Today is the age of big: big pharmaceutical companies, big agricultural conglomerates, big retailers and big food chains. However, many are starting to ask questions about the quality of product that Big delivers. Is your meal better at a local restaurant where the chef and the owner are the same woman vs. a national chain? Does your produce taste better when it comes from a farm 50 miles from your house vs. being shipped from another continent? Does your local hardware store provide better service than a national chain?
Perhaps it is time we started asking questions about big medicine. While large healthcare organizations can do certain things well – integrated care for complex diseases and research, for example – are they really best suited to outpatient medicine and community care? Are they cost effective? When physicians are employees who punch the clock, instead of owners with a vested interest in the long-term success of the practice, do they care equally?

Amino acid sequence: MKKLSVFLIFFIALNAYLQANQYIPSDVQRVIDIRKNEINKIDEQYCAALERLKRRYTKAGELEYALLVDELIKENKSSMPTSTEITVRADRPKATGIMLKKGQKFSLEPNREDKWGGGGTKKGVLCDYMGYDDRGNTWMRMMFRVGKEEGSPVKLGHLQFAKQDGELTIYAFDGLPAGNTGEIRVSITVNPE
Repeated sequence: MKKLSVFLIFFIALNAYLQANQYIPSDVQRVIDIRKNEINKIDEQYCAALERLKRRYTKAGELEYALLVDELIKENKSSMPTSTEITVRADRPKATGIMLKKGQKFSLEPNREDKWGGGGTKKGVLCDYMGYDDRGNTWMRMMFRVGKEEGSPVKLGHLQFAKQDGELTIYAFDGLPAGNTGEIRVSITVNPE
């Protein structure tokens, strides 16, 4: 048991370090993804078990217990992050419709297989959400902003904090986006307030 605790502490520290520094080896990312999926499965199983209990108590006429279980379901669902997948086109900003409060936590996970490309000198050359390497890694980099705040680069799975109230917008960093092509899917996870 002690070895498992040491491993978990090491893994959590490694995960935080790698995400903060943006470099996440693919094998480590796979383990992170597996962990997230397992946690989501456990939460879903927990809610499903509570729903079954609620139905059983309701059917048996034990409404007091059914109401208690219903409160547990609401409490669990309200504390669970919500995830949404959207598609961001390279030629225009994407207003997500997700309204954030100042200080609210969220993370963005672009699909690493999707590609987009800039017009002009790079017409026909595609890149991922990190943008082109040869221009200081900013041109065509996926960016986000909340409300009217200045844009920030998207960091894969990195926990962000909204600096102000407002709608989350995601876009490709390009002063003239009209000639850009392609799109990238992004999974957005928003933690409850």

As a small business owner I work alongside my staff in the same type of cubicle everyday. If there is a new study showing that we need to change practice we can have our protocols adjusted that afternoon. If I have an unhappy patient I have the full authority to do what is necessary to ‘make it right.’ We run incredibly lean processes that would make even a six-sigma blackbelt jump with joy; this allows us to provide the highest quality medical care at a fraction of the cost. Finally, all of my surgical patients go home with my cell phone number – not the resident on call pager.
When it comes time to choose your physician ask whether bigger is really better for you and your family.
-Neil A. Shah, MD, FAAD